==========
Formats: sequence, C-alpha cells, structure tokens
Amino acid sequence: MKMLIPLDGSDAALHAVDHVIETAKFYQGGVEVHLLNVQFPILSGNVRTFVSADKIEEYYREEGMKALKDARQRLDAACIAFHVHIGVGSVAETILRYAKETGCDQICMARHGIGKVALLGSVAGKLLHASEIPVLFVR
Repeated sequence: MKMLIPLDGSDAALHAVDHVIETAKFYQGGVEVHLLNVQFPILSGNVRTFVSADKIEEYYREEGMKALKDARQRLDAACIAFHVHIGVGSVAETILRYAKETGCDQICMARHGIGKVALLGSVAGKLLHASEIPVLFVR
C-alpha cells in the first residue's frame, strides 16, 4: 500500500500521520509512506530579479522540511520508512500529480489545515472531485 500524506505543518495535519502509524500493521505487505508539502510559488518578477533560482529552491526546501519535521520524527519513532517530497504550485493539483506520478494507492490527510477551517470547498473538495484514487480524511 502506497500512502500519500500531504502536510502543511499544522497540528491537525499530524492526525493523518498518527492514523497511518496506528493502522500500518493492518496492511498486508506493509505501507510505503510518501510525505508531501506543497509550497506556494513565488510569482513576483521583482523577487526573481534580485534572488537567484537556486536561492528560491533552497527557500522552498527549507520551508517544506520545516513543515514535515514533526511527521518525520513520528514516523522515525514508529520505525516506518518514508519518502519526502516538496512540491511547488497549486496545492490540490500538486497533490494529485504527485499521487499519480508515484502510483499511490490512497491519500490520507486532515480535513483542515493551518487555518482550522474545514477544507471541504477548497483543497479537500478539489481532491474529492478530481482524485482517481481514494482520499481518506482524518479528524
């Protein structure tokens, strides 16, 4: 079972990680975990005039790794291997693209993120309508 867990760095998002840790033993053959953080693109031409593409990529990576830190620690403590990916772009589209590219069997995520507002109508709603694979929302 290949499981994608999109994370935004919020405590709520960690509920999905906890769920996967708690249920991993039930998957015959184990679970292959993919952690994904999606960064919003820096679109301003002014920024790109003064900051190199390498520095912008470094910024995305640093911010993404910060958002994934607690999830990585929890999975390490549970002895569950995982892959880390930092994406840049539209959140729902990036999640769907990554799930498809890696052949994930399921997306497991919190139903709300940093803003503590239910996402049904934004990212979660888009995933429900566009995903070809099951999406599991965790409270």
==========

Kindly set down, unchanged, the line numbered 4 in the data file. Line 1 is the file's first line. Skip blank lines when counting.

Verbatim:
C-alpha cells in the first residue's frame, strides 16, 4: 500500500500521520509512506530579479522540511520508512500529480489545515472531485 500524506505543518495535519502509524500493521505487505508539502510559488518578477533560482529552491526546501519535521520524527519513532517530497504550485493539483506520478494507492490527510477551517470547498473538495484514487480524511 502506497500512502500519500500531504502536510502543511499544522497540528491537525499530524492526525493523518498518527492514523497511518496506528493502522500500518493492518496492511498486508506493509505501507510505503510518501510525505508531501506543497509550497506556494513565488510569482513576483521583482523577487526573481534580485534572488537567484537556486536561492528560491533552497527557500522552498527549507520551508517544506520545516513543515514535515514533526511527521518525520513520528514516523522515525514508529520505525516506518518514508519518502519526502516538496512540491511547488497549486496545492490540490500538486497533490494529485504527485499521487499519480508515484502510483499511490490512497491519500490520507486532515480535513483542515493551518487555518482550522474545514477544507471541504477548497483543497479537500478539489481532491474529492478530481482524485482517481481514494482520499481518506482524518479528524